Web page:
Annuity Case Study
5 Reasons why an Annuity is a good retirement investment
My introduction to annuities
My introduction to annuities came two months ago, at the age of 60.
The passing thought was that I needed to take stock of my assets before I turned 65 - or earlier if I was not employed. As a single mom in the early years, I developed a passion for crunching numbers to make ends meet. That lead to buying my first condo at age 38 and selling it 12 years later at a small profit. I did the buy- and-sell-at-a-profit twice more over the next 10 years, thereby accumulating a small nest egg.
Concurrently, I invested in dividend-bearing stocks, bonds, and GICs, depending on going rates. I couldn’t make sense of the more advanced investment terminology: “market cycles”, “hedge funds” or “capitalization” - but my investment knowledge kept growing.
Fast forward to September 2018, when a colleague at work mentioned the word “annuities”. At the time, I had a vague sense of the concept. Over the next two months, I immersed myself in the subject matter.
So, I needed to get a handle on my retirement! But could I make the “right” investment choices in next few years? When retirement came, would I know how to optimize withdrawing TFSA’s, RRSPs and non-registered funds – to minimize taxes?
Here is the box I found myself in, supported by the facts:
- Did you know that upwards of 43% of women close to retirement, don’t have a plan? At age 60, that was me!
Source bnnbloomberg.ca 32% of Canadians are nearing retirement without any savings: Poll
- Further, up to 90% of Canadians approaching retirement years don’t have a company or government defined pension plan - again, like me!
Source newswire.ca Am I saving enough to retire? Vast majority of Canadians just don't know: CIBC poll
I recognized that as a single senior managing my own savings, despite my above-average understanding of investments, I’d have to have a near perfect return on my investments. There would be no “make-up” years left.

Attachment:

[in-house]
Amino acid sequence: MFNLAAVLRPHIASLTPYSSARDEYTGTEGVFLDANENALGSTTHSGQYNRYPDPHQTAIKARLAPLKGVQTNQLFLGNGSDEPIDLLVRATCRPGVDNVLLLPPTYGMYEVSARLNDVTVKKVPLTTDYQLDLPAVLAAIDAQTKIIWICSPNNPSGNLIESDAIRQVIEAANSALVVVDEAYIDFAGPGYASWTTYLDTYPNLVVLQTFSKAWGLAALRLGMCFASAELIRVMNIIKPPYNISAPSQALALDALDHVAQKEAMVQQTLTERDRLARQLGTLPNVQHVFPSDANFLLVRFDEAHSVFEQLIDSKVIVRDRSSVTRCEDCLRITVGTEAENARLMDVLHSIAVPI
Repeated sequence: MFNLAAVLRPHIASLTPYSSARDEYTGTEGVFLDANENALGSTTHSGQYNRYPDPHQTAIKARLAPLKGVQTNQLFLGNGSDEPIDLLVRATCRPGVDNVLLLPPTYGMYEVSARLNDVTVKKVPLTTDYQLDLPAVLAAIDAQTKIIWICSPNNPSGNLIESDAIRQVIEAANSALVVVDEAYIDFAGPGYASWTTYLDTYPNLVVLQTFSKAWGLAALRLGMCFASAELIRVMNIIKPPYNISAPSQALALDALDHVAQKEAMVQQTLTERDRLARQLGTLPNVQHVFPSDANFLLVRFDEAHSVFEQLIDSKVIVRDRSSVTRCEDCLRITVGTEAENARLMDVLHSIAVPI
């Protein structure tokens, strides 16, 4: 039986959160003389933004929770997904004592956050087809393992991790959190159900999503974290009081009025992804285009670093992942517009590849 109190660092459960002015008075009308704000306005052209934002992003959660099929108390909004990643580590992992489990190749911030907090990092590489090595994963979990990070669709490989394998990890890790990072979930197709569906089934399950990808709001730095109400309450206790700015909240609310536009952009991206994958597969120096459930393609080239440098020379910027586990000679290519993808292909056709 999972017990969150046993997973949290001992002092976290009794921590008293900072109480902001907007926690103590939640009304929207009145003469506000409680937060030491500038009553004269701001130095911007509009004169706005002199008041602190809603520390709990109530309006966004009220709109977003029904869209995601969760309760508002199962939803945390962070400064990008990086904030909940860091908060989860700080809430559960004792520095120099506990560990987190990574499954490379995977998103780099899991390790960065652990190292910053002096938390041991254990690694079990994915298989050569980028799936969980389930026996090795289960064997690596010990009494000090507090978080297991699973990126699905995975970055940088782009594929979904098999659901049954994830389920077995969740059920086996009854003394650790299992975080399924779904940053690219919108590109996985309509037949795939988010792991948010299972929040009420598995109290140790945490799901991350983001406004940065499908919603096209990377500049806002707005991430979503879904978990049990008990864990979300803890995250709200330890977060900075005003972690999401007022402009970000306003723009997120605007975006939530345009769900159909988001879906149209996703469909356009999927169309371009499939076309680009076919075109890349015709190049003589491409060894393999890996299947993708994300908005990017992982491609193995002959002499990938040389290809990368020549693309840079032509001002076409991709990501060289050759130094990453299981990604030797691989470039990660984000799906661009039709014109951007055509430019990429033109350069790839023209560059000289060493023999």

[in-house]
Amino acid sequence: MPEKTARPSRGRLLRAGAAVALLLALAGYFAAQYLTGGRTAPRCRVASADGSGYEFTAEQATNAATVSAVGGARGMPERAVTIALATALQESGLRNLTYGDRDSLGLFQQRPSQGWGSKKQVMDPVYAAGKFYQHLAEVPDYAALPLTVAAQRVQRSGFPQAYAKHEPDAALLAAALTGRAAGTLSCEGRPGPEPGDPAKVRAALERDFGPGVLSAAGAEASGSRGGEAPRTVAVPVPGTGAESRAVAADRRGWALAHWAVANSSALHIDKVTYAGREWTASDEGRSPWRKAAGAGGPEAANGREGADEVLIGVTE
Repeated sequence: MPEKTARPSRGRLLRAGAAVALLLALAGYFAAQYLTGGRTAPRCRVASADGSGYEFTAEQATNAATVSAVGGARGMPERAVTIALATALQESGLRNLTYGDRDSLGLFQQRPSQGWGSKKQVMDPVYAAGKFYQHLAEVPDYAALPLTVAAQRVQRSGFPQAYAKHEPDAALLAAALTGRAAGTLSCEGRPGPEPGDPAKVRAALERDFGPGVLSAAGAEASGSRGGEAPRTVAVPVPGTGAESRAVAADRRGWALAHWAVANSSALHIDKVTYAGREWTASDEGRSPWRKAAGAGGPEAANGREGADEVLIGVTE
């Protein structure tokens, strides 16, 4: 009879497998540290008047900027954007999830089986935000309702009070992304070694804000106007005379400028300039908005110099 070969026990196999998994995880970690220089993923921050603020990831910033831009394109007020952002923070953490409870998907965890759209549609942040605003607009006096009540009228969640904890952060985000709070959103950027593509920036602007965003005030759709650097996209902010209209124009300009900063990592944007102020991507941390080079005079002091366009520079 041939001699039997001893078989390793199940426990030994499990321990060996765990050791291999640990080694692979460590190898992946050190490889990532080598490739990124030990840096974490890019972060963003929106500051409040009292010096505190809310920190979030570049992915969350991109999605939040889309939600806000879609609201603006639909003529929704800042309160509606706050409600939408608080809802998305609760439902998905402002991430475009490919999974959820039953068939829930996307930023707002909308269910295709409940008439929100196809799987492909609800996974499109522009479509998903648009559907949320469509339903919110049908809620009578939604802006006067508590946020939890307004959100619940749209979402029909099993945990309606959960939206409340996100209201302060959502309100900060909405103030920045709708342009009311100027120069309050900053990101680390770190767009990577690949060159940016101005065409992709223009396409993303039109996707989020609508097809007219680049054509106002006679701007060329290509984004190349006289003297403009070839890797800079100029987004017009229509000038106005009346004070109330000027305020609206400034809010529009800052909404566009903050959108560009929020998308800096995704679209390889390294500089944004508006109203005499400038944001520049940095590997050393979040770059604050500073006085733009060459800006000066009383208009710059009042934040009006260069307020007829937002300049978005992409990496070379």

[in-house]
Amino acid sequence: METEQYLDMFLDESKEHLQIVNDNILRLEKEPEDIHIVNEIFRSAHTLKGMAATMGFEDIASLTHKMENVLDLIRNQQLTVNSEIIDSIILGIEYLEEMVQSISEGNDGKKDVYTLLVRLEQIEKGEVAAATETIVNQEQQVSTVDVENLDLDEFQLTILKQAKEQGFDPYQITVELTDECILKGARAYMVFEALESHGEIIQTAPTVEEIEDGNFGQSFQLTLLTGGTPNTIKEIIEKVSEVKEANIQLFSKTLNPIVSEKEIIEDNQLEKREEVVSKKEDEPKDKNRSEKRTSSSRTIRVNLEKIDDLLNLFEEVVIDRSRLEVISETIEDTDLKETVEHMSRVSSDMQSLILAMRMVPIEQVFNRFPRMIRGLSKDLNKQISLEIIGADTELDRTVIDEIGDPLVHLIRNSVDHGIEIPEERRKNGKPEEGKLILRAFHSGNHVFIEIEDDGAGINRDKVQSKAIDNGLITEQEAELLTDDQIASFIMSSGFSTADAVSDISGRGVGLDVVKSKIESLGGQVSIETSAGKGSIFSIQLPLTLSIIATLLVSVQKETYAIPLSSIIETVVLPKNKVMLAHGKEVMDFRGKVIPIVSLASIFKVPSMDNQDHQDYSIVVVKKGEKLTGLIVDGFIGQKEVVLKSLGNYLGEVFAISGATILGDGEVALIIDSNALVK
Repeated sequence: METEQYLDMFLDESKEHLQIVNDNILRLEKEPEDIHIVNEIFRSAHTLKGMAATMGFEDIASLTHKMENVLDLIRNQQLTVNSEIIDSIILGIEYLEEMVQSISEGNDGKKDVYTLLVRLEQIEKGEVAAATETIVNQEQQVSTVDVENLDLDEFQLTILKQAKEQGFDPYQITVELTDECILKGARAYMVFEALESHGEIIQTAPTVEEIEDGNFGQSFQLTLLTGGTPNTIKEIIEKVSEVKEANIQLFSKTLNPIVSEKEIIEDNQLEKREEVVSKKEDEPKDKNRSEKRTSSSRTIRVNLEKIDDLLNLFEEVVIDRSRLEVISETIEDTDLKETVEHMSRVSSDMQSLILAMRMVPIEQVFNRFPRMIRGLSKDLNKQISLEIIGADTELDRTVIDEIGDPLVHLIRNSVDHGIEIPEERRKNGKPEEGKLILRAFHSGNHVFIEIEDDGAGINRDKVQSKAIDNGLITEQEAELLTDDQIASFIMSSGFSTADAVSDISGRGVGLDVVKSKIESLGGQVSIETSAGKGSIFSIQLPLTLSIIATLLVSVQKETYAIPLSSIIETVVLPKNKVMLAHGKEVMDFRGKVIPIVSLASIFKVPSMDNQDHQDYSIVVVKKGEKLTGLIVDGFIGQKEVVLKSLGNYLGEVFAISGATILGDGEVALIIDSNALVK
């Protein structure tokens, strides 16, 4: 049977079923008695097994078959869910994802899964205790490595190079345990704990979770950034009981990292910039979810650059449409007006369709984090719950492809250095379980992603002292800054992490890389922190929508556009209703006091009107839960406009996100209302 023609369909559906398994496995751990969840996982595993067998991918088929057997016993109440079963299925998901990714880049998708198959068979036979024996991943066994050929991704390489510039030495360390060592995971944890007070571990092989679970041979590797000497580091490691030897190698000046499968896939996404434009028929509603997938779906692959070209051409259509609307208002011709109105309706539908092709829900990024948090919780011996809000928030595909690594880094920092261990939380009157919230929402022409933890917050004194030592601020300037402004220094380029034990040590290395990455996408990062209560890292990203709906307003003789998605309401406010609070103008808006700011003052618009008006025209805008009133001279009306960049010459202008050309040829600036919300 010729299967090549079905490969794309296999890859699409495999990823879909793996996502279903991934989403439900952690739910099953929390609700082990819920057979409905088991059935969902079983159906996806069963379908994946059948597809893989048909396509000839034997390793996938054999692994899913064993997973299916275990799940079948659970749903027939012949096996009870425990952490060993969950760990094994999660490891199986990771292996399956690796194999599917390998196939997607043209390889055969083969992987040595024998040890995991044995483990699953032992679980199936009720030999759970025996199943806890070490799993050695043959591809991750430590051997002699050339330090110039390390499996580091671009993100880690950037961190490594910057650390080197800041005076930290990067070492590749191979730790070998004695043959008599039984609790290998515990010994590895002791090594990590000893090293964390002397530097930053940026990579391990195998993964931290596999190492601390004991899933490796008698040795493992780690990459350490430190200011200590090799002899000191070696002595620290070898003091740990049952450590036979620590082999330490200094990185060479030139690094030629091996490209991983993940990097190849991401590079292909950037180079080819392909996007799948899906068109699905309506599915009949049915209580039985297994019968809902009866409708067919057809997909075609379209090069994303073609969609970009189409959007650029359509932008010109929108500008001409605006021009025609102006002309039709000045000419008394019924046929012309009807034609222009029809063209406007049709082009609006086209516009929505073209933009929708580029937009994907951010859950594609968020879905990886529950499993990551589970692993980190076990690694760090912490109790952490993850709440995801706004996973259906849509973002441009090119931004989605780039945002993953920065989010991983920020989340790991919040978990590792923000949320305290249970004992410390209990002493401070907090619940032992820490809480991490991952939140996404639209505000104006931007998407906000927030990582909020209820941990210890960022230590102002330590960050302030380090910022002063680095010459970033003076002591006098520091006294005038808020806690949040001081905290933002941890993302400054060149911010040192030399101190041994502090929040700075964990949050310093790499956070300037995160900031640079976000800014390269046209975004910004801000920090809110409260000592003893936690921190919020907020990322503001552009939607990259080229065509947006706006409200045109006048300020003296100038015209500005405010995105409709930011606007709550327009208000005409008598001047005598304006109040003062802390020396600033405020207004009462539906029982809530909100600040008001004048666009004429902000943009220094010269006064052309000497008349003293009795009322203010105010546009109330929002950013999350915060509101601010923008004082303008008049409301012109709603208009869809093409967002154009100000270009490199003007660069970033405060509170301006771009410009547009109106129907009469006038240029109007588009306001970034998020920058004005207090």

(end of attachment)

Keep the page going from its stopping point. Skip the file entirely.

Decades ago, I didn’t worry about market fluctuations. Approaching retirement, I do now.
My immediate question was:
WHY should I invest in an annuity?
I needed compelling advice that made sense to ME, given that I didn’t have a defined benefit plan. The evidence came with a good dose of pros and cons, (as is the case with any investment).
5 good reasons – the pros:
- A monthly cheque makes for easy budgeting
- An annuity will reliably supplement your CPP and OAS
- You can potentially outlive your annuity, receiving lifetime benefits
- You can index your annuity to the cost of living
- If a guaranteed term annuity, your beneficiaries receive the balance if you pass away before the end of that term
Important consideration points - the cons:
- You can die before receiving the entire amount you put away
- If you don’t take a guaranteed term option, your beneficiaries receive nothing
Today, I don’t own property. And, with all my assets at one bank, I need to diversify funds - and institutions. I need to supplement the CPP and OAS I will receive at age 65. I need to feel safe if the fiscal outlook dims. Finally, I don’t want the stress of having to chase the market or settle for decades-low interest rates.
Investing in annuities resolved these issues.
Just months after my initial research, it calms me to think of my future. In four years’ time, my annuity -- although quite modest -- will arrive as a regular, lifetime monthly cheque.
And, it will ensure that my basic needs of shelter, food, and clothing, are met.